Saturday's attack is the biggest on Saudi oil infrastructure since Saddam Hussein's invasion of Kuwait in 1990.Energyread more
"Blaming Iran won't end disaster. Accepting our April '15 proposal to end war & begin talks may," Zarif said on Twitter.Energyread more
Oil prices are expected to jump as much as $10 per barrel after a coordinated drone strike hit Saudi Arabia's largest oil field, forcing the kingdom to cut its oil output in...Marketsread more
Apple's new iPhones can still send texts, download apps, and make video calls, but the company spends a lot of time and effort marketing its new phones as powerful photography...Technologyread more
Some U.S. manufacturers say tariffs, if targeted, will help address longstanding unfair trade practices like intellectual property theft.Traderead more
The trucking industry is worth hundreds of billions of dollars per year. Uber is going after this market with Uber Freight, an online platform that matches truckers with...Technologyread more
Supporters of a $15 minimum wage ballot initiative in Florida argue the state's inflation-tied pay hikes have not gone far enough.2020 Electionsread more
Saudi Arabia shut down half its oil production Saturday after drone strikes hit the world's largest oil processing facility in an attack claimed by Yemen's Houthi rebels.Politicsread more
Trusii's hydrogen water machines were supposed to help users with their health problems, but customers claim the company is involved in a giant scam.Technologyread more
The decoupling of the world's two weightiest economies seems as inescapable as its extent and global impact remains incalculable.Politicsread more
BlackBerry has reinvented itself to become a leader in securing mobile communications and in embedded communications. Next year it plans to roll out new products. CEO John...Evolveread more
It's too early to determine if recent market turmoil has made a September rate hike more or less compelling, Federal Reserve Vice Chairman Stanley Fischer told CNBC on Friday.
Investors are watching the Fed closely for signs of an impending tightening. As international and U.S. markets swung wildly this week, some questioned whether the conditions were anywhere near appropriate.
"I think it's early to tell: The change in the circumstances which began with the Chinese devaluation is relatively new and we're still watching how it unfolds, so I wouldn't want to go ahead and decide right now what the case is—more compelling, less compelling, et cetera," he said.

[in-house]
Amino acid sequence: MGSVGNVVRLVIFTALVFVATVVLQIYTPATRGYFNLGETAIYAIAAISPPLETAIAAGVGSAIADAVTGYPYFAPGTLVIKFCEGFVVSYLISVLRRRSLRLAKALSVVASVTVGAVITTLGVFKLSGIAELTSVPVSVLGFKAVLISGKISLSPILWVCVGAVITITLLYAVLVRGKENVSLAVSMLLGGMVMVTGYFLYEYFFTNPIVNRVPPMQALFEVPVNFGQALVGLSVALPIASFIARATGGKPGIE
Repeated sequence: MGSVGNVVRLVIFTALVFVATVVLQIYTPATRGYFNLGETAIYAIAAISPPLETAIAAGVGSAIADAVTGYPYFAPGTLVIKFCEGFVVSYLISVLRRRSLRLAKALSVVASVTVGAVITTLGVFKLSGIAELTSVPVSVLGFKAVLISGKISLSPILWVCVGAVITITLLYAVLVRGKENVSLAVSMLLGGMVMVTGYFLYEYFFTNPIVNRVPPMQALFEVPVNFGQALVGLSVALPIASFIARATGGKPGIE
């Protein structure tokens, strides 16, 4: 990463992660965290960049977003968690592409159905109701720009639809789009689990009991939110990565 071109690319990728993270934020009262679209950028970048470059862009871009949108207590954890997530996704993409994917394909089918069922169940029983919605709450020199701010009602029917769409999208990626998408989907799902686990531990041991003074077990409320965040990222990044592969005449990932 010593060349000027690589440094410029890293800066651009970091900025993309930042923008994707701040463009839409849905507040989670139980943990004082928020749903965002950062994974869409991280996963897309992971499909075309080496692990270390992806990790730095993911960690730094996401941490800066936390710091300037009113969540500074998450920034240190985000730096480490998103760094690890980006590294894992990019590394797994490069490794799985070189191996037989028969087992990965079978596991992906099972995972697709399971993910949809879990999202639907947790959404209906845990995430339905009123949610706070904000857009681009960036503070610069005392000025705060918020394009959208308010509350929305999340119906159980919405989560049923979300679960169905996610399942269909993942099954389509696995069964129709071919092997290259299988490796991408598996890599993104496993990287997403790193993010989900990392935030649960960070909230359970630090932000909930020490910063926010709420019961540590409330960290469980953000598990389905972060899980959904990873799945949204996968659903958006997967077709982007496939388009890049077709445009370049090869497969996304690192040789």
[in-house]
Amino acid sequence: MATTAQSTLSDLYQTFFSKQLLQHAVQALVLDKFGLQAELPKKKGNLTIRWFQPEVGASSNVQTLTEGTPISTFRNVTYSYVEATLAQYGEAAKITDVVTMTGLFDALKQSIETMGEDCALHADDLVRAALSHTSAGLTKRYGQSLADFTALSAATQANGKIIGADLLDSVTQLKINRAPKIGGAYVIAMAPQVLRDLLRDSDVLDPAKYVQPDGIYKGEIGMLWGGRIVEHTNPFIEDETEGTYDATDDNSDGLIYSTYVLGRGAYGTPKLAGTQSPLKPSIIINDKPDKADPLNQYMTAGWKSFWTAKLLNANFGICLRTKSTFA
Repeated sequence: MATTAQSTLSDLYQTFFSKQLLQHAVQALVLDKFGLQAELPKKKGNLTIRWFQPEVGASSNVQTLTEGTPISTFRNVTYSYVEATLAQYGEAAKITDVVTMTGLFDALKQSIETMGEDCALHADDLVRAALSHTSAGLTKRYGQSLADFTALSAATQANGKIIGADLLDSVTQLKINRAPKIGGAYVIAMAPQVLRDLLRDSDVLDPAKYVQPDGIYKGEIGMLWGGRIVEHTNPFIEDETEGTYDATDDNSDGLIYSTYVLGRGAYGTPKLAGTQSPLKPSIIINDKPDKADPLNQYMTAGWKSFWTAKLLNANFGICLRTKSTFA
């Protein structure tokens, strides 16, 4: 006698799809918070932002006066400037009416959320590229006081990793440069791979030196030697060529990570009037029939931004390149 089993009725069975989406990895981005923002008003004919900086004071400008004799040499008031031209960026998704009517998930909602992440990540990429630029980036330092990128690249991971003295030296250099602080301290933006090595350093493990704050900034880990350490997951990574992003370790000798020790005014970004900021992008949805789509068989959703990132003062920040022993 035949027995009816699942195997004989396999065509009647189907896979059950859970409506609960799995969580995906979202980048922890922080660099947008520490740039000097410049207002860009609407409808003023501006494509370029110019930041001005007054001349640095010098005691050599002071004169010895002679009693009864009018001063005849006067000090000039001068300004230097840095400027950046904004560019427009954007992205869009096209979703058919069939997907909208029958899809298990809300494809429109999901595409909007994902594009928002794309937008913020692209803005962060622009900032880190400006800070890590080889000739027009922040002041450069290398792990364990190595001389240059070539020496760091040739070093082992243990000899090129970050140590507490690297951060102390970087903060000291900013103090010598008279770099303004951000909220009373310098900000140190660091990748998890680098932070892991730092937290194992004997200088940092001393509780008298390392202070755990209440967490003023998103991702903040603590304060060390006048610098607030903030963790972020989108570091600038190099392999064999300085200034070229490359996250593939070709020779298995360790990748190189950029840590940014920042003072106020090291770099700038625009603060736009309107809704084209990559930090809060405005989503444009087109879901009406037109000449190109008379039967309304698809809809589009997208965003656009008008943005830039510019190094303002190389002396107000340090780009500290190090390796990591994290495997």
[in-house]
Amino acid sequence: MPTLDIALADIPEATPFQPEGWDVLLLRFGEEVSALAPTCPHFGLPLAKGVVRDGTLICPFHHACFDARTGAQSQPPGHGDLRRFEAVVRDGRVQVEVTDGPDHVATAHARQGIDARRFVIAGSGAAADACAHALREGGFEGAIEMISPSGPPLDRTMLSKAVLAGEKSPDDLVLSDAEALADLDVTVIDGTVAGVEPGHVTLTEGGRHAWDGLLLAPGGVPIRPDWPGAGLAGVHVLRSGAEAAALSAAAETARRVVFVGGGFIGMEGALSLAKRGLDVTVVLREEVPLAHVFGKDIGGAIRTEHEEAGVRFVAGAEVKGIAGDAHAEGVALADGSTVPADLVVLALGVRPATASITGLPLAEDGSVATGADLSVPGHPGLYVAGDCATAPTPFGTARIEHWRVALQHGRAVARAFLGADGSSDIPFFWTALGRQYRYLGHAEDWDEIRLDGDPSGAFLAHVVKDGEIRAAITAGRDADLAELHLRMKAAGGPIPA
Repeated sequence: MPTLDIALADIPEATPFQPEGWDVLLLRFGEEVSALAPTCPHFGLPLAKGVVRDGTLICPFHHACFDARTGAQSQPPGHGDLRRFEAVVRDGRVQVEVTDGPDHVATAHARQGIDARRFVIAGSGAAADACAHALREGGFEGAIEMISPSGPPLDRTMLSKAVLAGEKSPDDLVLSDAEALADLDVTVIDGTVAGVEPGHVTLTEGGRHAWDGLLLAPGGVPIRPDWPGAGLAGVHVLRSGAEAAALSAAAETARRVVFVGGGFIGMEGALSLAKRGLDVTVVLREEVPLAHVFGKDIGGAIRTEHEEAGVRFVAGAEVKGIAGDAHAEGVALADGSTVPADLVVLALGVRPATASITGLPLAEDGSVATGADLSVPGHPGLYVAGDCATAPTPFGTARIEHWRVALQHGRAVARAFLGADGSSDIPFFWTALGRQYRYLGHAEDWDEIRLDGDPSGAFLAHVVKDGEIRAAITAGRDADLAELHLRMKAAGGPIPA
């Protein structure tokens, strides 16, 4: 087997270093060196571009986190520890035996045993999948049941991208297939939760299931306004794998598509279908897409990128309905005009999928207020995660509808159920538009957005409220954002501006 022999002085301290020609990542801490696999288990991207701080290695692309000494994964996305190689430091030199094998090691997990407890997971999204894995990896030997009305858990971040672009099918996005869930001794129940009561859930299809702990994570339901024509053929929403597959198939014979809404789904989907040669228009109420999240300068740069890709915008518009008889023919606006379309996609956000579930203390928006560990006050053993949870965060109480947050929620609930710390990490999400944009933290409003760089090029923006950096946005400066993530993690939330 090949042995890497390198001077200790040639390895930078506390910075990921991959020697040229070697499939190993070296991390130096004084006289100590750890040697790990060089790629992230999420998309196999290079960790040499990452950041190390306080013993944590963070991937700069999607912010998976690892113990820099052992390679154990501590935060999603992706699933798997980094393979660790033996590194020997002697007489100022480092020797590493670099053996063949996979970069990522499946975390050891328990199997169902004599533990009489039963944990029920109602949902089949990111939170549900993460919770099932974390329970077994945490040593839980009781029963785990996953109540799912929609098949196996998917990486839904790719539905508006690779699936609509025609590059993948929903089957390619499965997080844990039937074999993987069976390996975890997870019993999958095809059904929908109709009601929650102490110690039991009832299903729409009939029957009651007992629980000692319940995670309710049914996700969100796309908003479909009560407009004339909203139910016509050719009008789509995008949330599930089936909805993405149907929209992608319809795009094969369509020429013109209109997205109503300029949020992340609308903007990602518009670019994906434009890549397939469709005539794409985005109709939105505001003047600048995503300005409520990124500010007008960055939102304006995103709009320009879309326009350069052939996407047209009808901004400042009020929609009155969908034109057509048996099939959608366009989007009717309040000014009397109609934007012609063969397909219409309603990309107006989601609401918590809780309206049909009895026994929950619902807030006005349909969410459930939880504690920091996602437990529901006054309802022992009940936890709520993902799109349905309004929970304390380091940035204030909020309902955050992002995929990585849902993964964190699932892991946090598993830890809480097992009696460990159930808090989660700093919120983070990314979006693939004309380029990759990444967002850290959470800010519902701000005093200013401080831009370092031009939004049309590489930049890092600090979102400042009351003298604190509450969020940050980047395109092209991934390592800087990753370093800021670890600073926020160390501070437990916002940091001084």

He added that "there was a pretty strong case" for a September hike, although that had not yet become a conclusion.
"We've got a little over two weeks before we make the decision," he said. "And we've got time to wait and see the incoming data, and see what is going on now in the economy."
One big sign comes next Friday, when the August jobs report is released.
Fischer conceded that the recent market volatility will affect the Fed's decision making.
"If you don't understand the market volatility—and I'm sure we don't fully understand it now, there are many many analyses of what's going on—yes it does affect the timing of a decision you might want to make," he said.
Short-end bond yields turned slightly higher on Fischer's comments.
Former Dallas Fed President Richard Fisher said the vice chairman "did the right thing by being perfectly neutral."
On the international front, Stanley Fischer said the movements in the Chinese yuan will have "some small impact," but he cautioned that "we still got to wait and watch and see how this turns out."
He also said the direct effect of a Chinese slowdown on the U.S. economy will be "relatively small." He added, however, that the concern is whether the full weight of China's impact on its region could then affect the U.S.
Fischer said his level of confidence is "pretty high" that U.S. inflation will return to the Fed's target, as factors like oil's low price are transitory.
Still, he added that he has not seen "much evidence" of increasing risks to staying at near-zero rates for longer, but he also said he didn't want to wait too long.
"When the case is overwhelming, if you wait that long, you'll be waiting too long," he said. "There's always uncertainty."
Fischer emphasized that the Fed's tightening will be slow and not drastic.
"We do not intend doing a rapid rate of increase," he said.
Earlier this week, New York Fed President William Dudley made headlines when he played down the chances of a September rate increase.
"From my perspective, at this moment, the decision to begin the normalization process at the September FOMC meeting seems less compelling to me than it was a few weeks ago," Dudley said Wednesday.
Some have pointed to that comment as part of the reasons U.S. stocks have rallied during the second half of the week.
On Friday, Richard Fisher, the former Fed official, said it appears a September rate hike is "still on the table."
"If the data aren't compelling, it looks like they'll be moving either to October, possibly, or to December," Fisher said. "I think he and others have signaled very clearly that they will be moving this year and I believe that market has begun to discount that."